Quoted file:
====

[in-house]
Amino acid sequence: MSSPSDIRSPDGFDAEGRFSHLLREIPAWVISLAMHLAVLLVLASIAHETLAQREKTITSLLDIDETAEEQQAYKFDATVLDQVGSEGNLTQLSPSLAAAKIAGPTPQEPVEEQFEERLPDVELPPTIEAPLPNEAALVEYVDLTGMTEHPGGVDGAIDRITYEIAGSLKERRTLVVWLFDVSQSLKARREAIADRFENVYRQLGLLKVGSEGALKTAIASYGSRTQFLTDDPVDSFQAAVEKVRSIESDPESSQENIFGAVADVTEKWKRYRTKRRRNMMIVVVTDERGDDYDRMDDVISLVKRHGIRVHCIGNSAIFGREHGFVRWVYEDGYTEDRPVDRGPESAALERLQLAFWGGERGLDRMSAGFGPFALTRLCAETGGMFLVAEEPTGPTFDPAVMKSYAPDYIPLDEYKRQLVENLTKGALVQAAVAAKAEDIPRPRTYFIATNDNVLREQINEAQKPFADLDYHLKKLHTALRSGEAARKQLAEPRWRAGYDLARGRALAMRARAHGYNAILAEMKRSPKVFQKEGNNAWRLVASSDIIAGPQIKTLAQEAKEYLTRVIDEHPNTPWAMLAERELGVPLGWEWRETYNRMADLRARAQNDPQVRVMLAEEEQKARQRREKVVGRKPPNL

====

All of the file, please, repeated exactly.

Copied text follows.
[in-house]
Amino acid sequence: MSSPSDIRSPDGFDAEGRFSHLLREIPAWVISLAMHLAVLLVLASIAHETLAQREKTITSLLDIDETAEEQQAYKFDATVLDQVGSEGNLTQLSPSLAAAKIAGPTPQEPVEEQFEERLPDVELPPTIEAPLPNEAALVEYVDLTGMTEHPGGVDGAIDRITYEIAGSLKERRTLVVWLFDVSQSLKARREAIADRFENVYRQLGLLKVGSEGALKTAIASYGSRTQFLTDDPVDSFQAAVEKVRSIESDPESSQENIFGAVADVTEKWKRYRTKRRRNMMIVVVTDERGDDYDRMDDVISLVKRHGIRVHCIGNSAIFGREHGFVRWVYEDGYTEDRPVDRGPESAALERLQLAFWGGERGLDRMSAGFGPFALTRLCAETGGMFLVAEEPTGPTFDPAVMKSYAPDYIPLDEYKRQLVENLTKGALVQAAVAAKAEDIPRPRTYFIATNDNVLREQINEAQKPFADLDYHLKKLHTALRSGEAARKQLAEPRWRAGYDLARGRALAMRARAHGYNAILAEMKRSPKVFQKEGNNAWRLVASSDIIAGPQIKTLAQEAKEYLTRVIDEHPNTPWAMLAERELGVPLGWEWRETYNRMADLRARAQNDPQVRVMLAEEEQKARQRREKVVGRKPPNL